Explore the options for dental treatment plans

Explore the options for dental treatment plans

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Dec 01, 2006


Photo 1: Uncomplicated enamel fracture.
Creating a dental treatment plan can be frustrating. As with other veterinary disciplines, dental diagnosis and care is one-third recognition of disease, one-third understanding anatomy and medical principles, and the last third performing needed care.

Fortunately, the general practitioner or a close referral can manage most dental cases.

Let's review progressive options based on your technician's exam findings:


Photo 2: No endodontic or periapical pathology evident on intraoral radiograph.
1. Do nothing with the observed pathology other than future follow-up. No treatment is needed with observed pathology where there is a "functional" abnormality (even though the dentition is not "normal," the animal does not derive adverse effects). Examples of functional abnormalities include an enamel chip that does not penetrate the dentin sufficiently to affect the pulp and where radiographs do not show pathology. Other cases where no treatment is the best course include functional malocclusions, and cases where the root of a tooth shows external resorption that does not extend to the crown (Photos 1, 2, 3).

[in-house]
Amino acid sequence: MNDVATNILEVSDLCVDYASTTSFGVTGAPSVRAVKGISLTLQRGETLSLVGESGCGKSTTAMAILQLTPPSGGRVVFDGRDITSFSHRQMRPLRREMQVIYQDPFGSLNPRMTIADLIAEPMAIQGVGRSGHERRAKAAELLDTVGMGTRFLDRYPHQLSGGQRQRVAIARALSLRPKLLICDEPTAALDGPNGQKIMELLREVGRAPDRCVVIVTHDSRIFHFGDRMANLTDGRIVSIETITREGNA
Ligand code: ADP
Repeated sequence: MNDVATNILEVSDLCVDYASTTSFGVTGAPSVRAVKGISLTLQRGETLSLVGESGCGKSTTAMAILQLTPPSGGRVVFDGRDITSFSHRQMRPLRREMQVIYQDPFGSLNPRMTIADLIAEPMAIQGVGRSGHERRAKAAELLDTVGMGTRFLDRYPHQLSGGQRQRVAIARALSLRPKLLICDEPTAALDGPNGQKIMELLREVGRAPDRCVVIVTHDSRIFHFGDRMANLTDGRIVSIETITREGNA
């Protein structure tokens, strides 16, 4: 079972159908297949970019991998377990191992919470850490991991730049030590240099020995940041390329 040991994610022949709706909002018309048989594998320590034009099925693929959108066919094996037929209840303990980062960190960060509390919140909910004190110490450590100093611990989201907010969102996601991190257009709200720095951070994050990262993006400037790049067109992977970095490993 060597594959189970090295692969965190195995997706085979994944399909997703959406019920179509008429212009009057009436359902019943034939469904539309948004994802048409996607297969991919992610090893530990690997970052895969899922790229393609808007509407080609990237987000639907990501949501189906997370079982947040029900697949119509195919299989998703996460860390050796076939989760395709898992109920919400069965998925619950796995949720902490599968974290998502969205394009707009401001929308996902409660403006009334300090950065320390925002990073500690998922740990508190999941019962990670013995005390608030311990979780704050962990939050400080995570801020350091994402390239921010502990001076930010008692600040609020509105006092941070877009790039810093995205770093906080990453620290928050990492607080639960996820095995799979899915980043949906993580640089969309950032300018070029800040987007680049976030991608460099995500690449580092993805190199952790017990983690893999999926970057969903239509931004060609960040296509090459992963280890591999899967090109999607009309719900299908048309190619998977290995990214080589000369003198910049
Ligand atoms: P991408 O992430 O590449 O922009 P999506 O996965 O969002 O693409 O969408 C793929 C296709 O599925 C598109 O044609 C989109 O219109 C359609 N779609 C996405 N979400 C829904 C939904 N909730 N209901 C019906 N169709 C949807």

Photo 3: Functional malocclusion.

Photo 4: Stage 1 gingivitis in a dog.











2. Teeth cleaning, irrigation, polishing, application of professional plaque barrier gel in cases where Stage 1 gingivitis (inflamed gingiva without evidence of support loss); and Stage 2 non-pocket periodontal disease (less than 25 percent support loss) as evidenced by gingival recession, non-surgical care is indicated (Photos 4, 5).


Photo 5: Stage 1 gingivitis in a cat.

Photo 6: Stage 2 periodontal disease in a dog.











3. Local antimicrobial administration (LAA) is indicated in Stage 2 (less than 25 percent support loss) and Stage 3 (25 percent to 50 percent support loss) periodontal disease where there are periodontal pockets (in contrast to gingival recession) and where the pet owners can provide home care to control periodontal disease progression (Photos 6, 6a, 7).


Photo 6a: This probe shows less than 25 percent support loss.

Photo 7: Stage 3 periodontal disease in a cat.